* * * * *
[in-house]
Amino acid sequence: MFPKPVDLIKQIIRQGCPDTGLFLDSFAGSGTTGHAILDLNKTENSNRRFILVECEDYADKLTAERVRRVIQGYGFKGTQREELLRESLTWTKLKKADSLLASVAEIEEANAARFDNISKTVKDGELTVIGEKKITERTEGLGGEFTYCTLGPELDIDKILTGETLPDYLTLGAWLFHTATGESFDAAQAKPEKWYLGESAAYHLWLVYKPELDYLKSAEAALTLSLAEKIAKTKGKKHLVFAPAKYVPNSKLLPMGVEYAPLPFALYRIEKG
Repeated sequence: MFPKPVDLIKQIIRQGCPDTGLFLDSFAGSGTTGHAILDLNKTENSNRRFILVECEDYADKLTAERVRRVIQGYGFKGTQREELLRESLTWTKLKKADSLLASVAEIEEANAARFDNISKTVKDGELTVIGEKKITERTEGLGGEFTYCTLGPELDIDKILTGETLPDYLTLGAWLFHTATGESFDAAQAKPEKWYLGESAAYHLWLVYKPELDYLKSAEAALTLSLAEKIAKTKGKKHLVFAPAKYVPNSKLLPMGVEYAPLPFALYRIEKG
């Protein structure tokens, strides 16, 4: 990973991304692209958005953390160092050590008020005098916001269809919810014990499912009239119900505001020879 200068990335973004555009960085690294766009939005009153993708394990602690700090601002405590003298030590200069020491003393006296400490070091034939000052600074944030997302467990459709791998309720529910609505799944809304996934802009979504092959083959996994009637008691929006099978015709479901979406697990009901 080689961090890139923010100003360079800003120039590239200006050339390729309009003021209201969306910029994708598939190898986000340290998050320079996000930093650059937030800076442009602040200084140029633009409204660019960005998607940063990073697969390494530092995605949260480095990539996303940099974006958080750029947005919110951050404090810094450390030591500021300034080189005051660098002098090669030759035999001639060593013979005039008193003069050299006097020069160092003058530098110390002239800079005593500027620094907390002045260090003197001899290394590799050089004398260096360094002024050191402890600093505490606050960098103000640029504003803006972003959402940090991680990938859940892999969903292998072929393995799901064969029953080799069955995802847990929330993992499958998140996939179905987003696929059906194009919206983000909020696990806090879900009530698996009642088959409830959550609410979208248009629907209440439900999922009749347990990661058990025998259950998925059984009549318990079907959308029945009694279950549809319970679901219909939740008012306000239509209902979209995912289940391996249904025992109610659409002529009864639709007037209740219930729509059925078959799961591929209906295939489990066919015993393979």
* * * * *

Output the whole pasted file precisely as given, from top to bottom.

[in-house]
Amino acid sequence: MFPKPVDLIKQIIRQGCPDTGLFLDSFAGSGTTGHAILDLNKTENSNRRFILVECEDYADKLTAERVRRVIQGYGFKGTQREELLRESLTWTKLKKADSLLASVAEIEEANAARFDNISKTVKDGELTVIGEKKITERTEGLGGEFTYCTLGPELDIDKILTGETLPDYLTLGAWLFHTATGESFDAAQAKPEKWYLGESAAYHLWLVYKPELDYLKSAEAALTLSLAEKIAKTKGKKHLVFAPAKYVPNSKLLPMGVEYAPLPFALYRIEKG
Repeated sequence: MFPKPVDLIKQIIRQGCPDTGLFLDSFAGSGTTGHAILDLNKTENSNRRFILVECEDYADKLTAERVRRVIQGYGFKGTQREELLRESLTWTKLKKADSLLASVAEIEEANAARFDNISKTVKDGELTVIGEKKITERTEGLGGEFTYCTLGPELDIDKILTGETLPDYLTLGAWLFHTATGESFDAAQAKPEKWYLGESAAYHLWLVYKPELDYLKSAEAALTLSLAEKIAKTKGKKHLVFAPAKYVPNSKLLPMGVEYAPLPFALYRIEKG
């Protein structure tokens, strides 16, 4: 990973991304692209958005953390160092050590008020005098916001269809919810014990499912009239119900505001020879 200068990335973004555009960085690294766009939005009153993708394990602690700090601002405590003298030590200069020491003393006296400490070091034939000052600074944030997302467990459709791998309720529910609505799944809304996934802009979504092959083959996994009637008691929006099978015709479901979406697990009901 080689961090890139923010100003360079800003120039590239200006050339390729309009003021209201969306910029994708598939190898986000340290998050320079996000930093650059937030800076442009602040200084140029633009409204660019960005998607940063990073697969390494530092995605949260480095990539996303940099974006958080750029947005919110951050404090810094450390030591500021300034080189005051660098002098090669030759035999001639060593013979005039008193003069050299006097020069160092003058530098110390002239800079005593500027620094907390002045260090003197001899290394590799050089004398260096360094002024050191402890600093505490606050960098103000640029504003803006972003959402940090991680990938859940892999969903292998072929393995799901064969029953080799069955995802847990929330993992499958998140996939179905987003696929059906194009919206983000909020696990806090879900009530698996009642088959409830959550609410979208248009629907209440439900999922009749347990990661058990025998259950998925059984009549318990079907959308029945009694279950549809319970679901219909939740008012306000239509209902979209995912289940391996249904025992109610659409002529009864639709007037209740219930729509059925078959799961591929209906295939489990066919015993393979």